There is still a good chance that the 2019-20 NBA season isn’t officially over.
Since the league is technically on a 30-day hiatus, there is no reason to believe that the season won’t finish up through the late stages of the summer. While that might cause complications for whatever is left of the shortened offseason (and could even have an impact on future seasons), it’s the best-case scenario. Canceling the remainder of the year is a doomsday situation and the last one the NBA wants to jump to.
If everyone would stop going outside and overcrowding restaurants and bars, we might be able to control the coronavirus enough to bring the season back earlier than expected, but that’s an entirely different article…
There have been rumors swirling that if/when the NBA does come back, they run teams through roughly eight “tune-up” games to close the regular season. Those games would be more like exhibitions than anything, allowing players and coaches to get back into the end-of-season groove they were once in. After each team has a few games under their belt, the playoffs will startup. However, who knows if the postseason would be the traditional seven-game series for every playoff round or if they trim some of the first-round series to three- or five-game series. All of those types of questions won’t be answered for a while. It could very well be at the end of the current 30-day hiatus. We’ll have to wait around for those types of announcements.
But what if the NBA season ended TODAY? What would the playoffs look like? Which former Kentucky stars would headline the most up-in-the-air playoffs in over a decade? Let’s dive in.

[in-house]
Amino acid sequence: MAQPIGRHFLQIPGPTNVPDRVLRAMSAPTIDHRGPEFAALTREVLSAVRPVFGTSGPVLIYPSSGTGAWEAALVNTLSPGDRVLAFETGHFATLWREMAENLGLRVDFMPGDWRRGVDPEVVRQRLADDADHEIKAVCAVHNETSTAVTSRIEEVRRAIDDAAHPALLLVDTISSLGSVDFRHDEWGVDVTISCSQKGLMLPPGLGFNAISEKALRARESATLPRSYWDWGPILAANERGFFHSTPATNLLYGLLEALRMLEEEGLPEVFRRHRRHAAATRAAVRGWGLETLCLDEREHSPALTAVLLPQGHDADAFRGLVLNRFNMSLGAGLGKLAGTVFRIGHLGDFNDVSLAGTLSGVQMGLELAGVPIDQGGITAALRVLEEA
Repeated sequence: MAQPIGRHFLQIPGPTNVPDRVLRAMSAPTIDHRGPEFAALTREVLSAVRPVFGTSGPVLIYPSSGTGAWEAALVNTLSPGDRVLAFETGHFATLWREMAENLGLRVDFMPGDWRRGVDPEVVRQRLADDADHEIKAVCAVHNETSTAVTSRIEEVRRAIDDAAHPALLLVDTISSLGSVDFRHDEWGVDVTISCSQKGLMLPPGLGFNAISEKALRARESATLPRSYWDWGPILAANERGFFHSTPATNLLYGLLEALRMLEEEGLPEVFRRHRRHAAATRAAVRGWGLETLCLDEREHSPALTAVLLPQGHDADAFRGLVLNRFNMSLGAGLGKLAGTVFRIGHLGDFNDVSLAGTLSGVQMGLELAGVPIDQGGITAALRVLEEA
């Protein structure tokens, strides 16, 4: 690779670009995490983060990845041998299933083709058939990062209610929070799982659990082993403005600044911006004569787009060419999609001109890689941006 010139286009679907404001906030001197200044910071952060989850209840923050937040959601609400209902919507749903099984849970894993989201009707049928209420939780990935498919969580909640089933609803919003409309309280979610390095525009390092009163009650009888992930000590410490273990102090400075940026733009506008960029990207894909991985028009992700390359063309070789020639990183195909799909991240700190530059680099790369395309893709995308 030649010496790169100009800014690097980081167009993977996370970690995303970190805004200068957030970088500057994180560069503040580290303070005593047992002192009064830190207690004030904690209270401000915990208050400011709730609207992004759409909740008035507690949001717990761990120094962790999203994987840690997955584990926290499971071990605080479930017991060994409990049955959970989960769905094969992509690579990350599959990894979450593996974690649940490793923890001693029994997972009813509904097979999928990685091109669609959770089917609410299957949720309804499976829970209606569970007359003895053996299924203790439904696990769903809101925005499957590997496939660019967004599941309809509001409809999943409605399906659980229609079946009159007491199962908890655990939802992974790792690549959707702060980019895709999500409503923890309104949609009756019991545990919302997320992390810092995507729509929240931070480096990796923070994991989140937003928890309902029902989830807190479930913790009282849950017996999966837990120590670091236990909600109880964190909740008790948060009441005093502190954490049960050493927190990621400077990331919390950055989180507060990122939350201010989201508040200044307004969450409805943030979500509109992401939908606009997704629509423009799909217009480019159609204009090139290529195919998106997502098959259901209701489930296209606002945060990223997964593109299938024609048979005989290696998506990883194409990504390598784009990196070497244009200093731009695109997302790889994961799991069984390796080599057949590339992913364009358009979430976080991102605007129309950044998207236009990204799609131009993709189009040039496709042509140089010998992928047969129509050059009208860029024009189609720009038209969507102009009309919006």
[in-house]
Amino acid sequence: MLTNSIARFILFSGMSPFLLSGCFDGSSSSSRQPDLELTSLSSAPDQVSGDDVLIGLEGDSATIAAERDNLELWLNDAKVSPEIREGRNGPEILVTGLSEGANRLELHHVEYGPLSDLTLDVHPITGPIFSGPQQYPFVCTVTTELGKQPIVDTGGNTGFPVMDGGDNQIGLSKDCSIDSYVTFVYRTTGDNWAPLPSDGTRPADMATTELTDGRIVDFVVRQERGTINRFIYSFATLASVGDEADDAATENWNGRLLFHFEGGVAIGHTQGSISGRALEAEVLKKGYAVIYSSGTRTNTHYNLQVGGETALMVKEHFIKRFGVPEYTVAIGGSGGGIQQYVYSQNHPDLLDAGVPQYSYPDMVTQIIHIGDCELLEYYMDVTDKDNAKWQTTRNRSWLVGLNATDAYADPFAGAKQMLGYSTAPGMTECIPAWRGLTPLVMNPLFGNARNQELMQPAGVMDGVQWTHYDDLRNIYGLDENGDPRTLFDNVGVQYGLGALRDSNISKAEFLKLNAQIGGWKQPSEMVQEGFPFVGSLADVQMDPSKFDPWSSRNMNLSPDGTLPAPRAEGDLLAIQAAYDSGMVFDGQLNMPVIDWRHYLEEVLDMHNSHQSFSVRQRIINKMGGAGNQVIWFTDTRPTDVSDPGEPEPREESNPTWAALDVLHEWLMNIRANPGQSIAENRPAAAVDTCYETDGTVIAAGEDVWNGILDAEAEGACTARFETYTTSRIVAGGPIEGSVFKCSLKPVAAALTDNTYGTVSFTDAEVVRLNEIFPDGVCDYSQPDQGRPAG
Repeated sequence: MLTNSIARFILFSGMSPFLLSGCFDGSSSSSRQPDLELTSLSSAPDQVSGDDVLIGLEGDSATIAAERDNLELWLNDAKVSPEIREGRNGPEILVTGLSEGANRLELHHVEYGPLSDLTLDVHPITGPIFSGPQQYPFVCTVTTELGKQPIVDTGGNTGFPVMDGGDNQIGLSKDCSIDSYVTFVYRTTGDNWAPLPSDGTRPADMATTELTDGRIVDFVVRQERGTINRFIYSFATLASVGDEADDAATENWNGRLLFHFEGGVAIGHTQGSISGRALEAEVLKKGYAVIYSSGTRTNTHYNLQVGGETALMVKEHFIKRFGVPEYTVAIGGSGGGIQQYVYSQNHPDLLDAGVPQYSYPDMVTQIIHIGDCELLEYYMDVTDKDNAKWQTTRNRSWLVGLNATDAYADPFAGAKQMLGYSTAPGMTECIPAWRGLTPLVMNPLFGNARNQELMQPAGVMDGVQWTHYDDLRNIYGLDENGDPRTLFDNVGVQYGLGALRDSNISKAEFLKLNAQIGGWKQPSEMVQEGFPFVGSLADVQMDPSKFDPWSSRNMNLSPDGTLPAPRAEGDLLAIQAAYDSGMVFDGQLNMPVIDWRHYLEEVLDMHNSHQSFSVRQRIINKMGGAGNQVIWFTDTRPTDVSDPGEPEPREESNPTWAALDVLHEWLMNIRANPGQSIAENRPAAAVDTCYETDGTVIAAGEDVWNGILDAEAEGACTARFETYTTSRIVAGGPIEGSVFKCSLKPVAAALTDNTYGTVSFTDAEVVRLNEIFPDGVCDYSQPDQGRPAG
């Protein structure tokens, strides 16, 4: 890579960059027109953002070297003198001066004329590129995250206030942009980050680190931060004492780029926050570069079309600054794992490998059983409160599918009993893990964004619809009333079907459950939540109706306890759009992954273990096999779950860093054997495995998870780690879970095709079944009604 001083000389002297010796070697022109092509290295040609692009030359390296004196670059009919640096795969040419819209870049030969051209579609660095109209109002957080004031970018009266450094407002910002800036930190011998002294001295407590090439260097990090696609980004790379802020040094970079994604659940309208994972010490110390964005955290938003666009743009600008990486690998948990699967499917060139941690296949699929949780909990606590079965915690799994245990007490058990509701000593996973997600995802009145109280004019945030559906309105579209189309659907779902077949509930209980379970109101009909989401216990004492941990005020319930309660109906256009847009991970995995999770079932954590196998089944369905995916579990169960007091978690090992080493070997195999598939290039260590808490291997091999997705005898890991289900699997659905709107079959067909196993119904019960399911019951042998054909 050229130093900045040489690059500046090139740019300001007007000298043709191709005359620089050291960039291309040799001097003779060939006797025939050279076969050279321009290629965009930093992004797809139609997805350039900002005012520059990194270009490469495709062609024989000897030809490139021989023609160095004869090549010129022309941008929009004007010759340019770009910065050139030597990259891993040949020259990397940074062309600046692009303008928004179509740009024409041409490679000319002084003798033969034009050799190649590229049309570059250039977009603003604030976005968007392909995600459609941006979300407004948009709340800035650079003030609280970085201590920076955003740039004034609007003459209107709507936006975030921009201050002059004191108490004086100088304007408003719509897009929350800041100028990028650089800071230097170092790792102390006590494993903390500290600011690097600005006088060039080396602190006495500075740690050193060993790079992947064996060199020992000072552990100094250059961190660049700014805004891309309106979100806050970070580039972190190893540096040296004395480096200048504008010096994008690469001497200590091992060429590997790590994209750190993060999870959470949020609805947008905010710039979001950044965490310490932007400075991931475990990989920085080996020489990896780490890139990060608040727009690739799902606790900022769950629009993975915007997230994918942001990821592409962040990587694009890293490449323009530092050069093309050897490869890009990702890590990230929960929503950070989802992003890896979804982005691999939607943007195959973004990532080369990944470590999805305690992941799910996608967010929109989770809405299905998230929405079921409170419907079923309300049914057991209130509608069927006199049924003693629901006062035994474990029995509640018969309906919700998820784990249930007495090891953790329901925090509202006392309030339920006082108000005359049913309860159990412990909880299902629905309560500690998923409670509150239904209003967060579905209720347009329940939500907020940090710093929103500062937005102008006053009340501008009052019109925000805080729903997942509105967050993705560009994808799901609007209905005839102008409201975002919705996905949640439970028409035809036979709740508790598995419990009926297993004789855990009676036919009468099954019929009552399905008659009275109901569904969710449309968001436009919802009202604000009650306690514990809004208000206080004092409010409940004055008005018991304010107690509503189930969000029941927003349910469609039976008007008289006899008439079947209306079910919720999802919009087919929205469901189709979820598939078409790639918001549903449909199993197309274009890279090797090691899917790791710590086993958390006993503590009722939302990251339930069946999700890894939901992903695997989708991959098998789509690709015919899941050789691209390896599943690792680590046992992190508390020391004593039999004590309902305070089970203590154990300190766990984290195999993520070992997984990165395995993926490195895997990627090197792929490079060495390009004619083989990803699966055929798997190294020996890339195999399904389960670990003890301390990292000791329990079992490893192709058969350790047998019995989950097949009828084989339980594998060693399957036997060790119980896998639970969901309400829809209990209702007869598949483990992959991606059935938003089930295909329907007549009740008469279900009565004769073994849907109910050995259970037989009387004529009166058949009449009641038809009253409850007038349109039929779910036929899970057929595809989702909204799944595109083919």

IF the NBA does decide to spark the season back up in, let’s say July or August, and decides to schedule teams with a couple of weeks of regular-season games before the playoffs, the actual standings likely won’t see any noticeable movement.
Before the season was suspended, most franchises still had anywhere from 15-18 games left on their schedule. If that number is cut down to somewhere in the six/eight range, it makes life even more difficult for the teams fighting for a final playoff spot.
For example, the Memphis Grizzlies are currently 32-33 and hold onto the final playoff spot in the Western Conference. Sitting not too far below them are the Portland Trail Blazers, New Orleans Pelicans, and the Sacramento Kings, who are all 3.5 games behind Memphis for the final spot. The San Antonio Spurs are just 4.0 games back of the Grizz while the Phoenix Suns are 6.0 games back.
If the season ends with these standings, then Memphis is in and they will take on LeBron James, Anthony Davis, and the Los Angeles Lakers in the first round. Considering the Lakers are 5.5 games ahead of the L.A. Clippers for the West’s top-seed, they will almost assuredly hold onto the position no matter how many games are played once the season returns.
There are also several teams that will be vying for favorable matchups within the playoff spots. The Denver Nuggets (43-22), Utah Jazz (41-23), Oklahoma City Thunder (40-24), Houston Rockets (40-24), and Dallas Mavericks (40-27) are all within four games of each other in the Western Conference standings. I imagine Denver and Houston would try to avoid each other until the second round. If the season were to end today, here’s what the playoffs in the West would look like: